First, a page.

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The Student News Site of St. Joseph's University

The Hawk News

The Student News Site of St. Joseph's University

The Hawk News

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Meet the Greeks

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An audience member films the Kappa Alpha Psi “shimmy” (Photos by Matt Barrett ’21).

City-wide chapters present their history and traditions

Meet the Greeks, an event showcasing the city-wide fraternity and sorority chapters at St. Joe’s, was hosted by the Black Student Union on Sept. 28.

During the event, the city-wide chapters affiliated with St. Joe’s presented their culture and history as a way of engaging potential new members and educating the campus community.  

“It’s a way for our campus to network with our city-wide chapters and a way for our students to gain exposure to these historically cultural and diverse organizations,” Nicole Morse, assistant director of Student Leadership and Activities, said.

The city-wide chapters are part of a collective group of culturally-based Greek organizations called the “Divine Nine.” Four of these chapters have an affiliation with St. Joe’s: Alpha Kappa Alpha Sorority Incorporated, Delta Sigma Theta Sorority Incorporated, Alpha Phi Alpha Fraternity Incorporated and Omega Psi Phi Fraternity Incorporated.

What sets the Divine Nine apart from the rest of Greek life is their expansive status. These fraternities and sororities are affiliated with different campuses throughout the Philadelphia area, giving them the city-wide title.

Meet the Greeks, an annual event that started three years ago at St. Joe’s, offers the chapters an opportunity to present themselves in different ways. Each chapter had a table set up in the Perch with a display of their artifacts, or items that represent their chapter.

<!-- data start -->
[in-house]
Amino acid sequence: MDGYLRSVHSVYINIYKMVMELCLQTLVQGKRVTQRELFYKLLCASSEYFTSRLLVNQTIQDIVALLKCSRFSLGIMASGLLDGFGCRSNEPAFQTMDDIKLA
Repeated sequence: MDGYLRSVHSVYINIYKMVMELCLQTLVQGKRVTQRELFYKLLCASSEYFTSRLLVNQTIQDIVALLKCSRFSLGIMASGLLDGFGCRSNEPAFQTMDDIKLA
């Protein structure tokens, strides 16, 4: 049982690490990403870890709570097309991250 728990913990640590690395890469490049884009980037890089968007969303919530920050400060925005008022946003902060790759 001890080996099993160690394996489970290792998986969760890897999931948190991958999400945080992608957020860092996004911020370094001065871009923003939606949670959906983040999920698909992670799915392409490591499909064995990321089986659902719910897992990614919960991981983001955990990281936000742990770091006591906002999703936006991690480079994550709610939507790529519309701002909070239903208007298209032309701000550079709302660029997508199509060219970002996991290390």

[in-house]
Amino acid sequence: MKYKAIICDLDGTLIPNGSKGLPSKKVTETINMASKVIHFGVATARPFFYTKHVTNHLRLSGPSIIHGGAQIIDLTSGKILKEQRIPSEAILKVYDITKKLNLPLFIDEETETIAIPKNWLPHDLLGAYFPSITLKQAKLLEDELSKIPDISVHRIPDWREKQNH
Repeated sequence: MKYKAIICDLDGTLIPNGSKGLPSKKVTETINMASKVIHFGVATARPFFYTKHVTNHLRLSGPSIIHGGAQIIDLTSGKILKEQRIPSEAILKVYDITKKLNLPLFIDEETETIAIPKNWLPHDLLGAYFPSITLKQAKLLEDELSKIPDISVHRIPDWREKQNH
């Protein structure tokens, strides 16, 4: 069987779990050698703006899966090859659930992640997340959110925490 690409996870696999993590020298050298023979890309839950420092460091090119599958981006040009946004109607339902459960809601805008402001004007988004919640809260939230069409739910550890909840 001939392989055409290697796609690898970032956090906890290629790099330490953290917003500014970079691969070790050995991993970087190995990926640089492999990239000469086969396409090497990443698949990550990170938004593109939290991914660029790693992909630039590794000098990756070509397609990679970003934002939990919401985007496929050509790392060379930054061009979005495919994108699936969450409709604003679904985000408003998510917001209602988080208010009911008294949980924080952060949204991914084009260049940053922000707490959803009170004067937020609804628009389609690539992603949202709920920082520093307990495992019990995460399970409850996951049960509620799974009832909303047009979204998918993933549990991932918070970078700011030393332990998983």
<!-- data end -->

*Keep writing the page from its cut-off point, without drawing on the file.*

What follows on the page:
For the main event, the chapters performed what is called a stomp or stroll, which is a combination of dancing, chanting, call, repeat songs and hand motions. These memorized performances have been passed down through the organizations’ history and personalized for each individual chapter.

“They’ve found really unique ways to continue those traditions and make them relevant inside their organizations,” Morse said. “It’s a way for them to celebrate that history in a modern fashion.”

The first chapter to introduce themselves was Alpha Phi Alpha, the first of the Divine Nine founded in 1906. Alpha Phi Alpha is present on seven campuses in the Philadelphia area and its city charter will celebrate its 100th anniversary in 2020.

Ajibola Bodunrin, the historian of the city charter and a student at the University of Pennsylvania, said that being a city-wide chapter is a unique learning experience.

“Every campus has its own vibe in how it operates,” Bodunrin said. “With the students you meet at UPenn or the students you meet at St. Joe’s or at Villanova, some things are similar, some things are different. You have to really pay attention and make connections at each school.”

Bodunrin said that events like Meet the Greeks, where they can meet new people and present their history through their traditional chant and dance, is a great way to promote the organization throughout Philadelphia.

The sisters of Alpha Kappa Alpha perform a rap of their history.

Alpha Kappa Alpha, in their distinctive salmon pink and apple green, took the stage next to perform a song detailing the sorority’s history and a synchronized step routine.

This sorority pioneered the entrance of women into the Divine Nine with its founding in 1908.

“There was a need for African-American sororities in the first place,” said Lyndsi Powell, Alpha Kappa Alpha sorority president and student at the University of Pennsylvania. “After the Alphas were founded, we found that there was a need for a female equivalent. To this day, we try to strive to make sure that African-American women have a place and have some support.”